Collected words from talks of Swami Tirtha

“Shrimad Bhagavatam” is just like one story, imbedded into another. The broadest sense is: the sages of Naimisharanya coming together listening for the lecture, so to say. There Suta is the speaker and he remembers what was happening on the banks of Ganges. He repeats the conversation between Shukadev and Parikshit. And Shukadev repeats many things that he had heard before. So one story is imbedded into the other.

And as it is known to you – how many topics the “Bhagavatam” discusses? It discusses ten topics, because this is a Maha Purana; Maha Purana discusses ten topics, small Purana discusses five topics. If you read the beginning of the Second Canto, there you can find the list of the topics. So please, don’t frustrate me; next time when I come and I ask: “How many topics the “Bhagavatam” discusses?” – no answer. Please, study, make a list, learn – what are the topics, what are the subjects of a Maha Purana. Like: creation, secondary creation, rules and regulations, the story of incarnations, the story of kings, the way of salvation, definition of moksha, what is to be done by the people, what is the final protection – all these different topics are mentioned and discussed in the “Shrimad Bhagavatam”. By this we can define what is what. If there is a big literature, but it does not discuss these topics – then this is not a Purana.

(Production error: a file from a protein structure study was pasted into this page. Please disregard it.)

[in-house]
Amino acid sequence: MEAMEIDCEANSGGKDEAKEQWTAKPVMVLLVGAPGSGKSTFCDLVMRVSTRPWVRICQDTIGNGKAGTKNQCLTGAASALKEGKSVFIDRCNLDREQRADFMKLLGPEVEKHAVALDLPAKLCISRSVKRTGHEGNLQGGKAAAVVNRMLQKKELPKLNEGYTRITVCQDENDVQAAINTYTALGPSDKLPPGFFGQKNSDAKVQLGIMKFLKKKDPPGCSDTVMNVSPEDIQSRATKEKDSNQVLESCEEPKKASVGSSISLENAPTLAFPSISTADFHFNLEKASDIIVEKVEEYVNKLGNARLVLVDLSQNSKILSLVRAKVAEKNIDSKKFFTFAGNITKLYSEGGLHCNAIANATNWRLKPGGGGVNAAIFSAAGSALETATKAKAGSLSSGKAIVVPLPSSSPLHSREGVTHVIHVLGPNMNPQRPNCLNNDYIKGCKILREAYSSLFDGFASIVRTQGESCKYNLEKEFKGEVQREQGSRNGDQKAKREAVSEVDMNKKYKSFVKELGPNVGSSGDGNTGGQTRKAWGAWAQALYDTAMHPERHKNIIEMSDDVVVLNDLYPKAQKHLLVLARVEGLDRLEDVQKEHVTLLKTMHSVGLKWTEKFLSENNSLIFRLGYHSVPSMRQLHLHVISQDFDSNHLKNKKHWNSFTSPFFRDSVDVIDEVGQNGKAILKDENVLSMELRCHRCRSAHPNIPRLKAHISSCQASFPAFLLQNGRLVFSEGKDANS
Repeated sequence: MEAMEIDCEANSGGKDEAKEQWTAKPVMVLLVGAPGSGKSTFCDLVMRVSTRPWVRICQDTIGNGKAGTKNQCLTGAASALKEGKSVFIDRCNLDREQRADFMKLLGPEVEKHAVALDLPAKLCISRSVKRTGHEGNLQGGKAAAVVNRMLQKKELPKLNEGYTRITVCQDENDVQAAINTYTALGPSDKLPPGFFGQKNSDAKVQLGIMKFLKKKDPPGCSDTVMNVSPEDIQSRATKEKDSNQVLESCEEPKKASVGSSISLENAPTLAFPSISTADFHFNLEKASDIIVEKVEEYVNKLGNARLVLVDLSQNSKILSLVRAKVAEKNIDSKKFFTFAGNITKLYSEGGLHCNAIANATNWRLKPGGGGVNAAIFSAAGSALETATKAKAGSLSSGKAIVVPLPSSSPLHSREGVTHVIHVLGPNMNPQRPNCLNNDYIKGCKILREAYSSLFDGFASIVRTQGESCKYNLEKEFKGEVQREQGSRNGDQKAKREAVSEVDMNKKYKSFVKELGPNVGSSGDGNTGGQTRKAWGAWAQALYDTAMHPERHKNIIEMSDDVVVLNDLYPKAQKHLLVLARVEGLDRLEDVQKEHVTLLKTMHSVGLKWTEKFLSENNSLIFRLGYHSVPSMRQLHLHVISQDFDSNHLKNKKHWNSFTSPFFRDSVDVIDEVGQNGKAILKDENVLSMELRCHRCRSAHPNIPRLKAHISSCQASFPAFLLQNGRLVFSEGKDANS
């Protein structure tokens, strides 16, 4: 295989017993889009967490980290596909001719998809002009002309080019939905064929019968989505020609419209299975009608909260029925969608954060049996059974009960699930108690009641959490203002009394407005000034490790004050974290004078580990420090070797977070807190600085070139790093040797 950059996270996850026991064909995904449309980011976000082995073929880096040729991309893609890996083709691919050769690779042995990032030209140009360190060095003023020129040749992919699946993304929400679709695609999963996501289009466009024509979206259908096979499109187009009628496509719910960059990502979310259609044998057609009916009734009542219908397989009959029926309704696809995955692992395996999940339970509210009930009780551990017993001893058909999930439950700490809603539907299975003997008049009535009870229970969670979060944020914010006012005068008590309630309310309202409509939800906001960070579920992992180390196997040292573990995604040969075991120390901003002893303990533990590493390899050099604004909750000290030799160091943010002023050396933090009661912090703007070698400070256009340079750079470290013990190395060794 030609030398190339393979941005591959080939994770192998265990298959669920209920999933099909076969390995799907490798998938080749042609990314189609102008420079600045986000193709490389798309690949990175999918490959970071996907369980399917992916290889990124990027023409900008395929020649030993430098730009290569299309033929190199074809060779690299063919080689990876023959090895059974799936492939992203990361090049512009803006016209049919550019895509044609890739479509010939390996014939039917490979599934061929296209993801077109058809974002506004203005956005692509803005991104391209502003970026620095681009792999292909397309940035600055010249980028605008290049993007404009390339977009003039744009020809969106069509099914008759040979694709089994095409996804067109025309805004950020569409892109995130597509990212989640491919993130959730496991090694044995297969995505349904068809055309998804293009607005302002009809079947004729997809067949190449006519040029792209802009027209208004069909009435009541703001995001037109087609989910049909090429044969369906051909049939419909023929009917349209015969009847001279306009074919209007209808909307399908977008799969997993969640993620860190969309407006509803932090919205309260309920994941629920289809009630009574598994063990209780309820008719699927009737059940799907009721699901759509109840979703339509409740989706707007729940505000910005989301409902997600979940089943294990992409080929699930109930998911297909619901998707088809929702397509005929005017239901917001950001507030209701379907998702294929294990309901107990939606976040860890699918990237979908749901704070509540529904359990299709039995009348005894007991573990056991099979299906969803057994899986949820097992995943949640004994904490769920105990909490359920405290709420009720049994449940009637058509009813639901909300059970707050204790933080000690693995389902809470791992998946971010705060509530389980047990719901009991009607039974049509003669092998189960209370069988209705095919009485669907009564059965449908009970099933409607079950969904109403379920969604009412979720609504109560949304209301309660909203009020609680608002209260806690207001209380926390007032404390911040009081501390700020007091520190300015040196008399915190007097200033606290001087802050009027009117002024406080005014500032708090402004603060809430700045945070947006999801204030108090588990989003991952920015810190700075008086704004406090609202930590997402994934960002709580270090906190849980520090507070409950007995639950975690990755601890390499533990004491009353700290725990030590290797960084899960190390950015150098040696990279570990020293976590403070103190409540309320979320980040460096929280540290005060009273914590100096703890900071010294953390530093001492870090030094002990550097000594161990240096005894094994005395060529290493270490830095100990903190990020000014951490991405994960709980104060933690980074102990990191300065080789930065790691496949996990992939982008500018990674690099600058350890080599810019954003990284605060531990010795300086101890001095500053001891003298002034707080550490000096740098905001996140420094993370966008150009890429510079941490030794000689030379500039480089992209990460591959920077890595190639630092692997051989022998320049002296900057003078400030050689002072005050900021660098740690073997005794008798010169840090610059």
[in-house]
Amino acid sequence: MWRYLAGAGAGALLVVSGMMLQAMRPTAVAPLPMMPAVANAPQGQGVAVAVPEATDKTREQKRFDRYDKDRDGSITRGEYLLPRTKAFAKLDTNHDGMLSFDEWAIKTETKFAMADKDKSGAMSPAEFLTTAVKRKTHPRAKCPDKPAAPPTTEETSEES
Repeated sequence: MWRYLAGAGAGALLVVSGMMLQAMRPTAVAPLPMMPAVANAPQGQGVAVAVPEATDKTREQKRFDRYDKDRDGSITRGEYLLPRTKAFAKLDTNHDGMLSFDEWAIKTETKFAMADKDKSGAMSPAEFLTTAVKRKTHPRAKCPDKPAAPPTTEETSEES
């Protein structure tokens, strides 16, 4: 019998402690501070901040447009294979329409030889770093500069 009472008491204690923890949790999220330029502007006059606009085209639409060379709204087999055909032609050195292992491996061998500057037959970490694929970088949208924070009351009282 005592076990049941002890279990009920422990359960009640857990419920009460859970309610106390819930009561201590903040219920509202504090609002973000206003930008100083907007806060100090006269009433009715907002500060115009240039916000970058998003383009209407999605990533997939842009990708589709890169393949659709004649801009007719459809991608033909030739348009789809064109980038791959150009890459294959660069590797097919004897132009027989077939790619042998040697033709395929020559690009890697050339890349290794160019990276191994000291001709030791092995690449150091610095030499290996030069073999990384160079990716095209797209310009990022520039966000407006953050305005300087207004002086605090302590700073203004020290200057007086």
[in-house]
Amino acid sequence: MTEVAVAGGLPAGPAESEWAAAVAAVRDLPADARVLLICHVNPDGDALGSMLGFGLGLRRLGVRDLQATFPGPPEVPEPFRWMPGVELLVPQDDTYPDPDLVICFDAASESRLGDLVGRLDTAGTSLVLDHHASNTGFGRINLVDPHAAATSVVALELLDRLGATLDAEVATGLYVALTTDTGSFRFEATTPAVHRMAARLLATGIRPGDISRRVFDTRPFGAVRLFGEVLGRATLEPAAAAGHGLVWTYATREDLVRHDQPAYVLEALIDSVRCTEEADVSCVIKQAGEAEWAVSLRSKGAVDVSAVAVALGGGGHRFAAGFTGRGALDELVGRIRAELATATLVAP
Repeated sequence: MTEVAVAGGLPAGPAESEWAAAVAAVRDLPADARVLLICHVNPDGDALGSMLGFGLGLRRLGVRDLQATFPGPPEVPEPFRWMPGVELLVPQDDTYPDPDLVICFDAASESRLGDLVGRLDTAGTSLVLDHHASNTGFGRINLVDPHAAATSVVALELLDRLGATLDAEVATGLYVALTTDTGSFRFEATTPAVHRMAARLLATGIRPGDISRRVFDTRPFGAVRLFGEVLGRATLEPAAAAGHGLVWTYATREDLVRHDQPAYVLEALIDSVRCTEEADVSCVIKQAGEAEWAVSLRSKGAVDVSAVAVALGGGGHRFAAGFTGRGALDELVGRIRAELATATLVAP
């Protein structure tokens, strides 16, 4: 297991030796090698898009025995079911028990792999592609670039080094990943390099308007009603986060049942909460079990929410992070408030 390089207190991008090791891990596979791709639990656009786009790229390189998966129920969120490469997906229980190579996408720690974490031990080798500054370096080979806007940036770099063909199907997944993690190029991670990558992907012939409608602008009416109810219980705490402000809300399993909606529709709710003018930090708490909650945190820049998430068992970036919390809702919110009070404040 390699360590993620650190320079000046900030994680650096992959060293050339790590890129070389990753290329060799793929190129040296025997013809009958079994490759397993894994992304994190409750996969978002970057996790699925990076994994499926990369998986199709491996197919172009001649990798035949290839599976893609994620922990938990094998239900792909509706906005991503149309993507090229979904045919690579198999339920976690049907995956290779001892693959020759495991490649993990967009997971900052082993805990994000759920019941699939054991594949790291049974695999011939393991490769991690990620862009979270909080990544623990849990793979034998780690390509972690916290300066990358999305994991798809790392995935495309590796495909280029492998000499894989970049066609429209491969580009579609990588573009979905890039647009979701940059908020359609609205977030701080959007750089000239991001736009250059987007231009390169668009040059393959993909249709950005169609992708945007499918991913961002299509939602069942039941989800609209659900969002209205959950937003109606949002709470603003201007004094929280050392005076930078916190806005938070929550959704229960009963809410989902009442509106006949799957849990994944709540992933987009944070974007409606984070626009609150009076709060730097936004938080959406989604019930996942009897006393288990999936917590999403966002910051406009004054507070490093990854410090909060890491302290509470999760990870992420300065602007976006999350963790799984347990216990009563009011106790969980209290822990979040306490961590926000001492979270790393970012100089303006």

So, the greatest circle of “Shrimad Bhagavatam” is actually you, now! Because here now we repeat what was repeated 5 000 years back. The questions were put: what is to be done by human beings? And this we should understand. Not only understand – but put it into practice.

In the latter sections of the First Canto when Parikshit already understands that he will die in seven days, he says to the sages that were coming together that “It doesn’t matter that I have to die, you all go on with glorification of Vishnu.” This is sacrifice. I sacrifice my life, but it doesn’t matter – kirtan should go on! Worship should go on.

The method of learning we can learn from the “Bhagavatam” – and this is inquiry. The sages, I think, were very well aware what to do. Still they were asking.

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